Lonesome George might be have passed away but he’s still making the news. Less than six months after his death, with his carapace still interred in a Galapagos freezer, it appears he may not have been the last of his kind after all. There is now clear evidence of giant tortoises with Pinta ancestry on another island in the archipelago.
The existence of these Pinta-like tortoises came to light by chance when an initial sample of 27 tortoises from Isabela’s northernmost volcano Wolf turned up a youthful male with some unusual genes. This animal – officially dubbed PBR03 –appeared to be a first generation hybrid between a full-blown Pinta male and an Isabela female. “Lonesome George is not alone among Galapagos tortoises”, the geneticists reported in Current Biology back in 2007.
Since then, they have worked hard to expand on this initial finding. Within a couple of years, they were able to return to Isabela, the Galapagos National Park mounting a huge expedition to extract blood from as many of Wolf Volcano’s tortoises as possible. The geneticists came away with samples from more than 1660 tortoises.
Earlier this year, the Yale team demonstrated that some of these tortoises had signs of Floreana ancestry, another species thought to have disappeared in the mid-19th century. In Table S1, buried in the supplemental information for the paper, they reported a cluster of seven tortoises with a strong affinity to the Pinta species.
The forthcoming paper, due to be published in Biological Conservation, extends this number to 17 individuals. Four of these look like they are first generation hybrids (F1), with one or other of their parents being of full Pinta stock. The rest seem to be second-generation (F2) hybrids. Several of the Pinta-like tortoises appear to be siblings, which seems reasonable for a species that lays clutches of up to 20 eggs at a time.
Given that the sampling may only have captured around 1/5th of the tortoises roaming on Wolf Voclano’s inhospitable flanks, the geneticists extrapolate to estimate there could be some 60 to 70 Chelonoidis abingdoni hybrids yet to be discovered. As five of the 17 tortoises are juveniles less than 20-years-old, it is also possible that there is still a purebred Pinta tortoise out there and breeding. If there are, however, the geneticists have not yet stumbled upon them.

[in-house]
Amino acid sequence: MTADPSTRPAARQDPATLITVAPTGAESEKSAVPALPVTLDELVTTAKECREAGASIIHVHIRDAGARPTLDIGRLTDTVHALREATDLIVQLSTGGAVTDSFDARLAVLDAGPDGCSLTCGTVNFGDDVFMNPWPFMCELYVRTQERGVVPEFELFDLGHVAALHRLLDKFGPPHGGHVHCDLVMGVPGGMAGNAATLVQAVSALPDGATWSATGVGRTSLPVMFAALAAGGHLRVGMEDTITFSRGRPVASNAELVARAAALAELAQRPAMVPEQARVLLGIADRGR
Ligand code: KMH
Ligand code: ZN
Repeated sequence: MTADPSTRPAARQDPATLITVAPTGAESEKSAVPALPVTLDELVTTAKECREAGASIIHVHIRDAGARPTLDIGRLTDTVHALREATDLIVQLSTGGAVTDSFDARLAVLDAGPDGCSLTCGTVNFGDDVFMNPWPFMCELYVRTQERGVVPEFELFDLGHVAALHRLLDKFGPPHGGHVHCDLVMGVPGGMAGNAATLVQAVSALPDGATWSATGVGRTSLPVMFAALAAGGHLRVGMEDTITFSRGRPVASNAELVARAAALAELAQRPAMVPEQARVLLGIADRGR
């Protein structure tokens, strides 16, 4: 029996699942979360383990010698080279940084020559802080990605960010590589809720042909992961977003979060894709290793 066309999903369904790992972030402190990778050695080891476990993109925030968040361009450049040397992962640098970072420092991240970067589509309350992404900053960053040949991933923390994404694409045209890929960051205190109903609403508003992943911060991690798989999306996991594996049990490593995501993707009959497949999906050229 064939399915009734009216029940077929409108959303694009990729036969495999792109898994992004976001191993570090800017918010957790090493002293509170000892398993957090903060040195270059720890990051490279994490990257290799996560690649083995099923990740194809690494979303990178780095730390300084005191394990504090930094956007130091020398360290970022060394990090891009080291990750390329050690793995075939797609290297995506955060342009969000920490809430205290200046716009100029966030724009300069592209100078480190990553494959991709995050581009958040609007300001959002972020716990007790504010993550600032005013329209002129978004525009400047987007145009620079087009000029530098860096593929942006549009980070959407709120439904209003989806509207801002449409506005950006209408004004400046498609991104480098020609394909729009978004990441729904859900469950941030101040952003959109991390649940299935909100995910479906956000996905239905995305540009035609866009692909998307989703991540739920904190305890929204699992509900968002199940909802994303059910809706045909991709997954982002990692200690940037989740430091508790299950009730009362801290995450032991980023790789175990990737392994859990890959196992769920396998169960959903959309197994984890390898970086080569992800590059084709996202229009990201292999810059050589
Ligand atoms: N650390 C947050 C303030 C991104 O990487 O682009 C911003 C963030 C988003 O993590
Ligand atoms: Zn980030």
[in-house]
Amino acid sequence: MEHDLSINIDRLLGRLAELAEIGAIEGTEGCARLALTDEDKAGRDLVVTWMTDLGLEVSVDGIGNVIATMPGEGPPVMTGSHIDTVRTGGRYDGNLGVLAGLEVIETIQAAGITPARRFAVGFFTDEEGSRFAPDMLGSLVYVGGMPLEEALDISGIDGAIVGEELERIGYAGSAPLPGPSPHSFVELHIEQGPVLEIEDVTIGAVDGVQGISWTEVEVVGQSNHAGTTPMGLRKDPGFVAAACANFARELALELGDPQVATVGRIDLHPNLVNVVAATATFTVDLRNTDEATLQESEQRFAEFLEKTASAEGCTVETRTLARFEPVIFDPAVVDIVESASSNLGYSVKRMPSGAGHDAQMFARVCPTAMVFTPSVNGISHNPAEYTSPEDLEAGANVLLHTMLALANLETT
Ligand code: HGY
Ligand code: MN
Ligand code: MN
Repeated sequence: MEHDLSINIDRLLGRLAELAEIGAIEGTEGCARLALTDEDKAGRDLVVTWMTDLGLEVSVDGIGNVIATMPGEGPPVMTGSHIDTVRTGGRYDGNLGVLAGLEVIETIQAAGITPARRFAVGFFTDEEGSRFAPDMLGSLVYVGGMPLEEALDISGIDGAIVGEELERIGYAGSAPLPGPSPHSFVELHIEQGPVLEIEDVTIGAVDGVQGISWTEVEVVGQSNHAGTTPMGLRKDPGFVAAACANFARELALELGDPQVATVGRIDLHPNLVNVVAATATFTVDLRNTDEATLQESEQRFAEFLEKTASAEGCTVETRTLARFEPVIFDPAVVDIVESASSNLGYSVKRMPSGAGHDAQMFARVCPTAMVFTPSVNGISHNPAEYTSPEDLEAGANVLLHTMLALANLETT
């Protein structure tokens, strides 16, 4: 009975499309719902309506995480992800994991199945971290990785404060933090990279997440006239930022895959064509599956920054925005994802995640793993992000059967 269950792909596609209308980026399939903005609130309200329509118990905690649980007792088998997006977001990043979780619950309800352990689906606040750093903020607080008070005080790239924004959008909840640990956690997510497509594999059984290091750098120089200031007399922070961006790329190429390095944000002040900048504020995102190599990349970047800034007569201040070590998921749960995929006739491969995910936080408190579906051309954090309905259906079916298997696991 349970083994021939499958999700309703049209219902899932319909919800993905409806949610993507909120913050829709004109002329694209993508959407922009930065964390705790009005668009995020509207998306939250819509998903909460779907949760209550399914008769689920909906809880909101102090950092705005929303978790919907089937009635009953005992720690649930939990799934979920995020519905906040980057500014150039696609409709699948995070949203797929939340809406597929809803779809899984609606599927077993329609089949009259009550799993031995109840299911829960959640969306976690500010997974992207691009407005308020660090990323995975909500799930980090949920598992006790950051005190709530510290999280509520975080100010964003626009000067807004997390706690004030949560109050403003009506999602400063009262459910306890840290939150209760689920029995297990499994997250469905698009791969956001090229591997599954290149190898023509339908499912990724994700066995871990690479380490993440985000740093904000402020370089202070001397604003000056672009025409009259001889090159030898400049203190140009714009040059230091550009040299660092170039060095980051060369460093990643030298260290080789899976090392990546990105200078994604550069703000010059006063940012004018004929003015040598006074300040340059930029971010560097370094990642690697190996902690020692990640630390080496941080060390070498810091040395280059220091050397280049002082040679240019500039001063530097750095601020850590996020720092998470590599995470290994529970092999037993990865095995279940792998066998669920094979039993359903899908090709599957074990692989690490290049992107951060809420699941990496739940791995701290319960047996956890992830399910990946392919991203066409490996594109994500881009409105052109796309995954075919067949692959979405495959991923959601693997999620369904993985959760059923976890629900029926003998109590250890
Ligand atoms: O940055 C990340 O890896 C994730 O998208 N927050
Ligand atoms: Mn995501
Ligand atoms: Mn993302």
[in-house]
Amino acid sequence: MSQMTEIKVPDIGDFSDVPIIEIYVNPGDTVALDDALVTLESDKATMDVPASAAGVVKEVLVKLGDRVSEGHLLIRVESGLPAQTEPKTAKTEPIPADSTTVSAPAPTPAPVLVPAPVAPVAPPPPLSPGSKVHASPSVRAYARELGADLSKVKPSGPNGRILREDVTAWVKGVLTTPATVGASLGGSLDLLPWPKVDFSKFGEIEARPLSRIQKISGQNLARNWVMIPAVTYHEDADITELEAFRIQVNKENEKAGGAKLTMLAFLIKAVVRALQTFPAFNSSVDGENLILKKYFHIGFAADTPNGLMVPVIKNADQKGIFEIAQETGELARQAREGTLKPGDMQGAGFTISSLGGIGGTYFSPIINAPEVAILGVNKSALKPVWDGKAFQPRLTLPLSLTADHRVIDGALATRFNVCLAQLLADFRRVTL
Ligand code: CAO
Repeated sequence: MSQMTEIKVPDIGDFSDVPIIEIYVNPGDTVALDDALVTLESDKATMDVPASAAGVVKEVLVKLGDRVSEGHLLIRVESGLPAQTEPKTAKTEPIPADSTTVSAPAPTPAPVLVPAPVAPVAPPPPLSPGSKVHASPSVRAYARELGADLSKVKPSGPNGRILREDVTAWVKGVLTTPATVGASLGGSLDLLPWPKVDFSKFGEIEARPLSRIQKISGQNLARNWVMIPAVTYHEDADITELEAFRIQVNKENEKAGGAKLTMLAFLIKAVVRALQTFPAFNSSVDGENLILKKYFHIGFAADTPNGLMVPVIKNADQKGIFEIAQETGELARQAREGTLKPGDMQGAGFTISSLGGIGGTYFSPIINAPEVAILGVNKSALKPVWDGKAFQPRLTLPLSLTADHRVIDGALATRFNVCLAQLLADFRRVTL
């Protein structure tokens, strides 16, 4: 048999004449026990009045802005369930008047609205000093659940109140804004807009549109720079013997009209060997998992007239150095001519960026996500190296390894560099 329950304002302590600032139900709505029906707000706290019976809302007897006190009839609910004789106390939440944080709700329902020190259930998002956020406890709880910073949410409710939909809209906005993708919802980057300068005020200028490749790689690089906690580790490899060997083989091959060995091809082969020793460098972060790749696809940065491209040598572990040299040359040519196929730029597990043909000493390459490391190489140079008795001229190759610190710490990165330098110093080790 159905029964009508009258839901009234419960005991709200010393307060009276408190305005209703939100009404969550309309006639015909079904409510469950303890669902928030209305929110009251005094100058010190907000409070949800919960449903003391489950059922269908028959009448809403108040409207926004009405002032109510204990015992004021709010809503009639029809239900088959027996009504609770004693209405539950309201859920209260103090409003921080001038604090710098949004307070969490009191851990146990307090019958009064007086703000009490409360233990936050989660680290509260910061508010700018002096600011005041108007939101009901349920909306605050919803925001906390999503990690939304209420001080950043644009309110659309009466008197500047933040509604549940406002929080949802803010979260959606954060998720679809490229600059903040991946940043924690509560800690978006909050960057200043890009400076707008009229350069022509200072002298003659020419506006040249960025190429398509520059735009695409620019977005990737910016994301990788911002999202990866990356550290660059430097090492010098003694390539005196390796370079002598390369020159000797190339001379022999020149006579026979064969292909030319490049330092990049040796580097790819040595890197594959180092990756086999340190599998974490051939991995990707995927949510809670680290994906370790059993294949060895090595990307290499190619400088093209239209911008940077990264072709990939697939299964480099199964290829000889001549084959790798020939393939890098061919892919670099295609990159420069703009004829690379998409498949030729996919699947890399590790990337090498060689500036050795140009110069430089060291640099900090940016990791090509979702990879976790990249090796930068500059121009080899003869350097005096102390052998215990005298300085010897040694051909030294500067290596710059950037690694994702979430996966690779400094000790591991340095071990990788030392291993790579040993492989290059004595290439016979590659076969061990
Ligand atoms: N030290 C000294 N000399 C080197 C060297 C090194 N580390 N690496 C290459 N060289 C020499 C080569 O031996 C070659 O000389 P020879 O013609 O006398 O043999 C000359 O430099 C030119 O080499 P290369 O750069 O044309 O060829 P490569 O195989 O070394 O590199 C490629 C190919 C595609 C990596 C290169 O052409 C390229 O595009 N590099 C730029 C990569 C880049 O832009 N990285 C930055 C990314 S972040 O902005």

The hybrids they have come across are only known from their blood. The actual animals still roam free. But there is a plan afoot to go and get them. “Our goal is to go back this spring to look for surviving individuals of this species and to collect hybrids,” says Adalgisa “Gisella” Caccone, senior author on the study, in a Yale University press release. “We hope that with a selective breeding program, we can reintroduce this tortoise species to its native home.”
Interestingly, the 17 hybrids are not randomly distributed but are most concentrated on the southwestern flanks of the volcano. The proximity of this location to Bank’s Cove – a popular watering hole for whalers and sealers – leads the authors to speculate that humans were responsible for the introduction of Pinta tortoises to Isabela some time during the last few centuries.
As incredible as this sounds, the alternative – that the tortoises got there by natural means – is less likely still. Although the islands are just 37 miles apart, any tortoise entering the sea from Pinta would be carried away from Isabela on prevailing northwesterly currents. Even if, by some freak means, a tortoise had floated southwest from Pinta to Isabela, its descendants would be located on the northern and not southwestern side of the volcano.
This important map should help the Galapagos National Park and Yale University geneticists as they attempt to relocate these hybrids for the purposes of captive breeding. I’d have liked to have seen George nonplus these relatives. That would have been entirely in keeping with his character. With his death on 24 June this year, this is a reunion that sadly can not take place.